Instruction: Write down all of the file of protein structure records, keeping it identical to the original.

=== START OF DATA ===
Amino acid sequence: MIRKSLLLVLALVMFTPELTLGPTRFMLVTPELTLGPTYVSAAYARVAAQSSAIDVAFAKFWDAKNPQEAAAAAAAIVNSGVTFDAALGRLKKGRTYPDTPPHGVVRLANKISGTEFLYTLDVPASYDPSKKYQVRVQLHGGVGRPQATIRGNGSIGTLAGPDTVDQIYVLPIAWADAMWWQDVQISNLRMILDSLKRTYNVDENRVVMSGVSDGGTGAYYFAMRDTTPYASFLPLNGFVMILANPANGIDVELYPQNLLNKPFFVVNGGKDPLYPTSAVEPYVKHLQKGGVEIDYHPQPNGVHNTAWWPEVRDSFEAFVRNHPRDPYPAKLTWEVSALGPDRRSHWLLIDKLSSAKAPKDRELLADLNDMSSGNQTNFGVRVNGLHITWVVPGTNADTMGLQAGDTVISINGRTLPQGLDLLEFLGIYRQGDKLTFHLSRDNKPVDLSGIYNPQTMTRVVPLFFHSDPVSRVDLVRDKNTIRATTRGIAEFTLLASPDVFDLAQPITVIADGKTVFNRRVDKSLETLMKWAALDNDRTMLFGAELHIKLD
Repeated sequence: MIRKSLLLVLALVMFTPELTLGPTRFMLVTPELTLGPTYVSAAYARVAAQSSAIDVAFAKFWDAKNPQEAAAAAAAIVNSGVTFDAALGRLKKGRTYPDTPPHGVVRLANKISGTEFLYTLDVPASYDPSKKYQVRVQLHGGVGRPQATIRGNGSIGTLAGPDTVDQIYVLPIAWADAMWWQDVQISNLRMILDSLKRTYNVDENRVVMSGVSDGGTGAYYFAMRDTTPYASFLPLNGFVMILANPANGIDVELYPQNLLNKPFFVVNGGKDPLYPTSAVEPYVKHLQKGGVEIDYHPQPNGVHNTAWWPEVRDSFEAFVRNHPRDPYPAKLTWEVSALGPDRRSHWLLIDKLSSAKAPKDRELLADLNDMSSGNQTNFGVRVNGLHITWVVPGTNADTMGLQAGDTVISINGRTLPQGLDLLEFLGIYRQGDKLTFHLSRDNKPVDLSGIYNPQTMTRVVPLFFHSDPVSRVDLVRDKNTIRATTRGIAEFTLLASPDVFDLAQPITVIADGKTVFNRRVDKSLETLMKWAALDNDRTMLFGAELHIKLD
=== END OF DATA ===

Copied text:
Amino acid sequence: MIRKSLLLVLALVMFTPELTLGPTRFMLVTPELTLGPTYVSAAYARVAAQSSAIDVAFAKFWDAKNPQEAAAAAAAIVNSGVTFDAALGRLKKGRTYPDTPPHGVVRLANKISGTEFLYTLDVPASYDPSKKYQVRVQLHGGVGRPQATIRGNGSIGTLAGPDTVDQIYVLPIAWADAMWWQDVQISNLRMILDSLKRTYNVDENRVVMSGVSDGGTGAYYFAMRDTTPYASFLPLNGFVMILANPANGIDVELYPQNLLNKPFFVVNGGKDPLYPTSAVEPYVKHLQKGGVEIDYHPQPNGVHNTAWWPEVRDSFEAFVRNHPRDPYPAKLTWEVSALGPDRRSHWLLIDKLSSAKAPKDRELLADLNDMSSGNQTNFGVRVNGLHITWVVPGTNADTMGLQAGDTVISINGRTLPQGLDLLEFLGIYRQGDKLTFHLSRDNKPVDLSGIYNPQTMTRVVPLFFHSDPVSRVDLVRDKNTIRATTRGIAEFTLLASPDVFDLAQPITVIADGKTVFNRRVDKSLETLMKWAALDNDRTMLFGAELHIKLD
Repeated sequence: MIRKSLLLVLALVMFTPELTLGPTRFMLVTPELTLGPTYVSAAYARVAAQSSAIDVAFAKFWDAKNPQEAAAAAAAIVNSGVTFDAALGRLKKGRTYPDTPPHGVVRLANKISGTEFLYTLDVPASYDPSKKYQVRVQLHGGVGRPQATIRGNGSIGTLAGPDTVDQIYVLPIAWADAMWWQDVQISNLRMILDSLKRTYNVDENRVVMSGVSDGGTGAYYFAMRDTTPYASFLPLNGFVMILANPANGIDVELYPQNLLNKPFFVVNGGKDPLYPTSAVEPYVKHLQKGGVEIDYHPQPNGVHNTAWWPEVRDSFEAFVRNHPRDPYPAKLTWEVSALGPDRRSHWLLIDKLSSAKAPKDRELLADLNDMSSGNQTNFGVRVNGLHITWVVPGTNADTMGLQAGDTVISINGRTLPQGLDLLEFLGIYRQGDKLTFHLSRDNKPVDLSGIYNPQTMTRVVPLFFHSDPVSRVDLVRDKNTIRATTRGIAEFTLLASPDVFDLAQPITVIADGKTVFNRRVDKSLETLMKWAALDNDRTMLFGAELHIKLD